We were originally going to taste an Oak Aged Back Burner-Southern Tier, but they found one remaining keg of Dragon’s Milk beer from New Holland Brewing. This is a bourbon barrel stout with roasty malt character intermingled with vanilla tones, all dancing in an oak bath, per their website.

This was an excellent learning experience and tasting event. I wanted to go downtown and keep drinking. But, of course, I behaved and did my grocery shopping and went home.
I was my supreme nerd self and took some notes during the tasting. I jotted down what I thought was interesting and that is highlighted here:
Don’t be a beer racist! Don’t limit yourself to only light beers, or dark beers. You can taste a beer and refuse to drink the whole thing. You can cook or bake with leftover, unused and/or flat beer. You can water your plants or garden with the beer, you don’t have to waste it down the drain.
There are 40 new breweries opening per month!
Smell your beer. Treat it like you would a wine almost. Stick your nose in and sniff it. Do a “drive-by” with your nose and sniff it. Swirl the beer in your glass and then sniff it. You will get different notes and it enhances your tasting. Taste while swallowing, taste with inhaling & swallowing and even try tasting with your nose plugged. I’d love to see local restaurants offer a flight with paired food.
Food amplifies the flavor of beer. That is why we love to eat and drink together. This is especially true with fatty (say fried) foods, as the fat coats the mouth and the beer will then cleanse your mouth/palate. And repeat.
Cans are best for beer – they don’t allow light in (make the beer skunky) and with a low head space, there is little to no room for any gas.
It’s best to serve your beer in a room temperature glass. You often see beers served in a frosty, but this changes and waters down the beer.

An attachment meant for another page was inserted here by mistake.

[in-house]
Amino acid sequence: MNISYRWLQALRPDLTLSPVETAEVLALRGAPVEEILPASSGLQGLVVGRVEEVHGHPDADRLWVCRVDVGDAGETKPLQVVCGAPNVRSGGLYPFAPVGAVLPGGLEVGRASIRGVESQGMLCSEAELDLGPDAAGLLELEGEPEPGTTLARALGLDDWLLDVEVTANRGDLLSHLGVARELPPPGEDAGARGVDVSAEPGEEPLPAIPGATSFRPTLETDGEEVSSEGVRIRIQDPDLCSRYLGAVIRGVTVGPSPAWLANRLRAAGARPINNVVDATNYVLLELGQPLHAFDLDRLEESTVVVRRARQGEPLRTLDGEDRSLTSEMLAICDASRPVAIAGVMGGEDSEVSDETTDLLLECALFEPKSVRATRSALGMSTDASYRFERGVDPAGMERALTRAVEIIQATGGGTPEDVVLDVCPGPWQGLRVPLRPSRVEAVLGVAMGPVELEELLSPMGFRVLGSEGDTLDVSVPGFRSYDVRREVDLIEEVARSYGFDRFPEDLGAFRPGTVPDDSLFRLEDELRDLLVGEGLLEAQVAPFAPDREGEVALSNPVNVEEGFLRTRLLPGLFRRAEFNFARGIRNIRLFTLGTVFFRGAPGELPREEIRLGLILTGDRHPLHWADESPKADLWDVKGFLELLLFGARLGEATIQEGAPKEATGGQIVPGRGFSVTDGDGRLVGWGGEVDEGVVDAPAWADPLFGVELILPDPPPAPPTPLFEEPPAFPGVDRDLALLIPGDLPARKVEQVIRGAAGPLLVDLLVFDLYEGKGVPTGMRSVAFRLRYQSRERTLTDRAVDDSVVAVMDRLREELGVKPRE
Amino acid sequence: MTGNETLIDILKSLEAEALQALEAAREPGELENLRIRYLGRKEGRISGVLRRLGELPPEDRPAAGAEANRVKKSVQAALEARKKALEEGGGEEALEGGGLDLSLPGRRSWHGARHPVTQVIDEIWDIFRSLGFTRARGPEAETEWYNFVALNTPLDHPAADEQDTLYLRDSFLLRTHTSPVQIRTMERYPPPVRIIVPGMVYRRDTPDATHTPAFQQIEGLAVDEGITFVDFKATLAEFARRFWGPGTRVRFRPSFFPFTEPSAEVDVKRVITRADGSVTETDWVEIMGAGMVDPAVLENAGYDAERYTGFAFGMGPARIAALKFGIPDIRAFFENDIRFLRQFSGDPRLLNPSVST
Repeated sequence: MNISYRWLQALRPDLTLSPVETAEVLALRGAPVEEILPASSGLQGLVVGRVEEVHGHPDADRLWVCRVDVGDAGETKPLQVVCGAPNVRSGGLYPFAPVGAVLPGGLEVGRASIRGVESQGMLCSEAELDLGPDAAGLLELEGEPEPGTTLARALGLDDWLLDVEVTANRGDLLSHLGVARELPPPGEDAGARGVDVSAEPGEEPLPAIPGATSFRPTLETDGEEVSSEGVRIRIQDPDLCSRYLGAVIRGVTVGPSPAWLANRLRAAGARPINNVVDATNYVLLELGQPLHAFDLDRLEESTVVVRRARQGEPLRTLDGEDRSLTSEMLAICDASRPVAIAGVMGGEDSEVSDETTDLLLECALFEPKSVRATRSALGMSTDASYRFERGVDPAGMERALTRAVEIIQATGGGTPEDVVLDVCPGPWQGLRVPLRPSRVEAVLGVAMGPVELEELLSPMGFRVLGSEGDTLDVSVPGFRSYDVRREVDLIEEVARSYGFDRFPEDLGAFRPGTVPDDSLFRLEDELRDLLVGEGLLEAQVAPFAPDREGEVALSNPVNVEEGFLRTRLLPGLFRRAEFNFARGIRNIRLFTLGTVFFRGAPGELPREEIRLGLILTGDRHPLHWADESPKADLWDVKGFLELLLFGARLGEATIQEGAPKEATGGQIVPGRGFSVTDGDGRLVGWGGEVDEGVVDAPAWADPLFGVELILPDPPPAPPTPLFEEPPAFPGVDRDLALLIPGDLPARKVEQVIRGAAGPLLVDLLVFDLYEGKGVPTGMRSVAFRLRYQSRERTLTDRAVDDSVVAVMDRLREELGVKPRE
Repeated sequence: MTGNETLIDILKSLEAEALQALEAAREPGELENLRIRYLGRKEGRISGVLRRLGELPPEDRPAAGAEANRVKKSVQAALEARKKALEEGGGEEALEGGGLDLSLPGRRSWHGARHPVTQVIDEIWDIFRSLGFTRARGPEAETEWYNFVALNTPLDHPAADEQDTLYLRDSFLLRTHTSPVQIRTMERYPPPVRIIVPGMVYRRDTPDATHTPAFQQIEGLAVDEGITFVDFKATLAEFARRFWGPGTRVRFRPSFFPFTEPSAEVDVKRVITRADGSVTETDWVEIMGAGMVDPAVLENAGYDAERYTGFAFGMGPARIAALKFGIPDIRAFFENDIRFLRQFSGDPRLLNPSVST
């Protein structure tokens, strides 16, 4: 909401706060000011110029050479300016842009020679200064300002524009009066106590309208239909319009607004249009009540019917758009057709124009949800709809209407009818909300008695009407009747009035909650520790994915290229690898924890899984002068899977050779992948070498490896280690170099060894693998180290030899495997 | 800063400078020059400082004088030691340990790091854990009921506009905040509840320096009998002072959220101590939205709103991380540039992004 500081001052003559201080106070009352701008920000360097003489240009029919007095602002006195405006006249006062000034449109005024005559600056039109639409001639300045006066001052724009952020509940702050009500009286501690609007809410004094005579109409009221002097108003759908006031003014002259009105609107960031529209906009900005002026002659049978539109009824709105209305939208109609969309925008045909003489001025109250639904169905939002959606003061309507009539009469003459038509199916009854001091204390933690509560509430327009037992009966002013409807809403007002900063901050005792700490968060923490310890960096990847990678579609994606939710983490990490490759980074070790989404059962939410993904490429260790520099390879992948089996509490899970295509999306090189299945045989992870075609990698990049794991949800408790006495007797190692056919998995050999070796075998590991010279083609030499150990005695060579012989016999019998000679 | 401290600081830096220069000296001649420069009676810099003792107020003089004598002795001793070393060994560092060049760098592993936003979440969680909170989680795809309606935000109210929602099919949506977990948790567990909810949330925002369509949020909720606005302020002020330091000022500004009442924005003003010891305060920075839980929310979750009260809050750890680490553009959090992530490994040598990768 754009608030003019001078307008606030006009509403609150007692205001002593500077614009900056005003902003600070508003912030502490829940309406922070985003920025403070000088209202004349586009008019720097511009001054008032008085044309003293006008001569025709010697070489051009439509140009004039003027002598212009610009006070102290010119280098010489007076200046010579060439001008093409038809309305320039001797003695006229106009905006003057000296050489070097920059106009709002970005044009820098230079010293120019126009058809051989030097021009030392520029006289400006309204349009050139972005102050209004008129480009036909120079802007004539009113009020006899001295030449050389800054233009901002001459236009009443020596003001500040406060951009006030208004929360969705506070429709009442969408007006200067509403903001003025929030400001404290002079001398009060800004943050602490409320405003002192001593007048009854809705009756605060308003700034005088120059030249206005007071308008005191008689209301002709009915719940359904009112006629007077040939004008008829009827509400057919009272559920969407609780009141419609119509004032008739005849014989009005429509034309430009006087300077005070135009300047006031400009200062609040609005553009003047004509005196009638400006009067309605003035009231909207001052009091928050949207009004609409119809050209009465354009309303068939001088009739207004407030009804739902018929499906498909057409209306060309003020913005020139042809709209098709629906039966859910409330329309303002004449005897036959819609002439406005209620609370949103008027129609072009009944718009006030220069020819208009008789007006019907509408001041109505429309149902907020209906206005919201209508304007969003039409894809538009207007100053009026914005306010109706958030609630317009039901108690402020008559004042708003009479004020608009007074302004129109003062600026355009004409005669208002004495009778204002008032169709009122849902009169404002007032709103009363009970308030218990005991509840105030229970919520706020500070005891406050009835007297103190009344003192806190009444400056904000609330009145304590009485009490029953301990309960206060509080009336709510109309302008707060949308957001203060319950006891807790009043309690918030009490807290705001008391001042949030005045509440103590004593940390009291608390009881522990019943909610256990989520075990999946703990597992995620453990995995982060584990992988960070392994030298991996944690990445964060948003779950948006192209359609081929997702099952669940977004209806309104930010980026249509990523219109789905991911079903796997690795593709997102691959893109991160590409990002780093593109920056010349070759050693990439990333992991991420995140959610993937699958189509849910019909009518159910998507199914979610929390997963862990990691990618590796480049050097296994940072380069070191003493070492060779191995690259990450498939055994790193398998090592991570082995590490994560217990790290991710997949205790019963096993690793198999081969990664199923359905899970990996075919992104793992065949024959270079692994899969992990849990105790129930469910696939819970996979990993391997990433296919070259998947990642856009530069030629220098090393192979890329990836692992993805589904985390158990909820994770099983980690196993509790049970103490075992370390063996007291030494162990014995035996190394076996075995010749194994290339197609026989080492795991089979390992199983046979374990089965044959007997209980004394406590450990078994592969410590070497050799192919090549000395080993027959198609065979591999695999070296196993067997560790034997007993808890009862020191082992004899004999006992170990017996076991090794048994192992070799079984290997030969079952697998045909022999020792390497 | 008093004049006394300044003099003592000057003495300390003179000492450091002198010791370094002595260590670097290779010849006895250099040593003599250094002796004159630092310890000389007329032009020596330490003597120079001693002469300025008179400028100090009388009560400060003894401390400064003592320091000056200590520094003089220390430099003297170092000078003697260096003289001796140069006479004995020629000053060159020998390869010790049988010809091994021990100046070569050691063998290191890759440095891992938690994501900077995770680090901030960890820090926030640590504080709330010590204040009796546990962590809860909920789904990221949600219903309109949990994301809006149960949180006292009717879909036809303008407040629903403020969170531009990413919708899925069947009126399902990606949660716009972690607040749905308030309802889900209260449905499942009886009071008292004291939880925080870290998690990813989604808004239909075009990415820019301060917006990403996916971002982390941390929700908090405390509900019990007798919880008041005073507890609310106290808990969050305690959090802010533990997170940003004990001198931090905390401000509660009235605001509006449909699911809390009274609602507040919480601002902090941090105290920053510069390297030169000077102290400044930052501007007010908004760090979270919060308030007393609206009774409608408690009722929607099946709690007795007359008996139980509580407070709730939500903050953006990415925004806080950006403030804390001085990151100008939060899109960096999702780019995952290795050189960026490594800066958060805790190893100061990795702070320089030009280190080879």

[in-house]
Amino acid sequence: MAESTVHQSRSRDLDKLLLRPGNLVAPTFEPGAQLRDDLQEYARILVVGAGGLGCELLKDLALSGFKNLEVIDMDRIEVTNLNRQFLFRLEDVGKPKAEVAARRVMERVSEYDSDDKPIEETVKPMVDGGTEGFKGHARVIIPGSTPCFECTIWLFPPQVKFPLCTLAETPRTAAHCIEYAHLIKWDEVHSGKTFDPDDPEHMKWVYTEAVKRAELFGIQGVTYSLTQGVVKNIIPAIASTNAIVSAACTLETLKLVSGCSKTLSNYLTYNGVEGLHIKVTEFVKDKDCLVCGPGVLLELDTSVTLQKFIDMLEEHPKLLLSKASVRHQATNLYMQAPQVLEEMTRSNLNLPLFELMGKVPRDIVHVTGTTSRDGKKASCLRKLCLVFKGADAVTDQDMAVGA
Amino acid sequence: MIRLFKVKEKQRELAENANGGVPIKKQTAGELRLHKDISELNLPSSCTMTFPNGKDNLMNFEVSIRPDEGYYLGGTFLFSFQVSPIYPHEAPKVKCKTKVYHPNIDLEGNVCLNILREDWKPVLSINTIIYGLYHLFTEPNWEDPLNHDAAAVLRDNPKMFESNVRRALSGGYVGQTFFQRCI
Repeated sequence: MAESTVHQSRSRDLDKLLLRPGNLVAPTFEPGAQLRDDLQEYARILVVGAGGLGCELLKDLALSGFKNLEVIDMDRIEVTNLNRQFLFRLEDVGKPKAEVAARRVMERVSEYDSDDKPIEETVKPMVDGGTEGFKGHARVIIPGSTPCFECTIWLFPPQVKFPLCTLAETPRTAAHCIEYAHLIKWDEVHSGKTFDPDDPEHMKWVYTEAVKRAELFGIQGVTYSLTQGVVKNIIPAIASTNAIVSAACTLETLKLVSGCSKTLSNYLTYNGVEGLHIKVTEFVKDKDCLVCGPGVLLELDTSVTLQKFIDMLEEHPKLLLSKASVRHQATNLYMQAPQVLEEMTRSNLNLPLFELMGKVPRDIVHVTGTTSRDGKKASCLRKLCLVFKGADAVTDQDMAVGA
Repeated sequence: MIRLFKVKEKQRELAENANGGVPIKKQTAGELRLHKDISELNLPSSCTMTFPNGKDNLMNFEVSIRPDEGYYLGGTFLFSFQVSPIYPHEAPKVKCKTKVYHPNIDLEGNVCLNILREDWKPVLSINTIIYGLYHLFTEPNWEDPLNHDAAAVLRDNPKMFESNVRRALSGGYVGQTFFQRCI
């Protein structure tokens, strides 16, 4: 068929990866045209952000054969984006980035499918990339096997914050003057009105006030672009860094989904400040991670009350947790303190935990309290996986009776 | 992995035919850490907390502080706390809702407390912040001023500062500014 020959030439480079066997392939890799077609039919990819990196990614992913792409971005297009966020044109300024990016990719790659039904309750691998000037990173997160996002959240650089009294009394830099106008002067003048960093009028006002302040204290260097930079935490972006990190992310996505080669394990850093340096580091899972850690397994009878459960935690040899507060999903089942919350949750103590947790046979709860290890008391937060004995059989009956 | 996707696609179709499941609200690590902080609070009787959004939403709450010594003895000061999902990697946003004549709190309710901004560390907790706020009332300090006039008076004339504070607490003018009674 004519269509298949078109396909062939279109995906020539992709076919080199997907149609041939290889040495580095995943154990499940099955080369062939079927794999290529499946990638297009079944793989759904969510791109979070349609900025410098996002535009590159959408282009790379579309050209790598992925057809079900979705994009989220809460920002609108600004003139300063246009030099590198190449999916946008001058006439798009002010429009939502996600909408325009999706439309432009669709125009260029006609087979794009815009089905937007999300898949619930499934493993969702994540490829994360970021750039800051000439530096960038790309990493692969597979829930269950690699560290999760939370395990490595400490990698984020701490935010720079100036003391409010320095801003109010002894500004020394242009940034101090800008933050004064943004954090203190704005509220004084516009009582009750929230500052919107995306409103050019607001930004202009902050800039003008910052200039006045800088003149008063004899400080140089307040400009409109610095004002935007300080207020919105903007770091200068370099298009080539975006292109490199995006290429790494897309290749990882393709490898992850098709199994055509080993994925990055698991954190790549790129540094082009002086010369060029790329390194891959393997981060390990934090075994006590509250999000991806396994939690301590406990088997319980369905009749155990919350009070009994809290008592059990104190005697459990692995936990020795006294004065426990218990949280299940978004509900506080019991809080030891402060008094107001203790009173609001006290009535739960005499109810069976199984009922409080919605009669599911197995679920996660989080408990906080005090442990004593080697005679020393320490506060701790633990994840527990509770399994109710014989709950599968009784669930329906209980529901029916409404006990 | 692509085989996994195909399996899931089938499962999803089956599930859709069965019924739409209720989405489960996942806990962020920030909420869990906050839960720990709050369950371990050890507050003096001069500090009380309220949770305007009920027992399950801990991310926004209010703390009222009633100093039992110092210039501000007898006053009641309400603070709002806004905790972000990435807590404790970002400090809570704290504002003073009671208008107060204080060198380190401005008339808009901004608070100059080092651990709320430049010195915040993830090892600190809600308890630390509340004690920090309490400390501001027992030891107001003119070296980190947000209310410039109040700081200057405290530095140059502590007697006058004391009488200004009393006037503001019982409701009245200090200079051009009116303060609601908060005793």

To pour a beer, tilt the glass 45 degrees and then upright at the end to get the foam, aka head. You want 1-2 fingers worth of foam generally speaking with your beer.
When explaining how a beer tastes, she suggests limiting your vocabulary. Don’t use the word hoppy. She says hoppy isn’t a flavor but to use instead something such as: bite, bitter, tang, punch, etc.
Do not throw your beer down the drain. Save it to water your garden, use in cooking or baking, compost, etc.
Every beer has 4 ingredients: water, yeast, hops and grain.
Gluten free beers have come a long ways and some are great.
Proper glassware is important when serving beer. There are many different shapes of glasses.
Rings on the inside of a glass (after you drinks some and it goes down) means the glassware is clean, it is called lacing.
Fred Bueltmann – Ginger referred to him as a beervangelist and suggested his cookbook (full of photos as well) so I might have to look into that. I think it would make a great birthday gift to me?

I won this bike bell courtesy of McQuade’s and New Belgium Brewing. We also could take home our pint glass and cidre glass.
Why I love events like this
I love learning about beer – where it comes from, the different types, who brews it, etc. I have so much to learn!
I love food. All the time, anytime. It is so fun to pair beer with food and see how they change or complement one another. Just think of a wine tasting – the beer does the same thing.
I love my beer friends. I have a few girlfriends who love tasting beers with me and love them even more for that!
I love meeting new people, such as Ginger and Shannon. I would really, really like to have Ginger’s job. (I am pictured with Ginger below.) I don’t know nearly what she knows, but I promise, I would study.
They offered free cab vouchers home if needed. Love the safety first.

I would definitely do something like this again. I would love an event with small plates of food by locally-owned Bis-Man restaurants, but this worked well with so many people. The $15 went to the Abused Adult Center, over $1,100 was raised! So that is great a local charity benefited as well.
Women Enjoying Beer – blog, link to her visit from this Bismarck event, website, Twitter and Facebook. Ginger does marketing, speaking, writing, consulting, B@B, education, research and more. I seriously wish I had Ginger’s job and am pretty jealous. I was very excited to meet her. DORK ALERT!!
McQuade’s Distributing – website, Facebook and Twitter
Beer Loves – site, Twitter, Instagram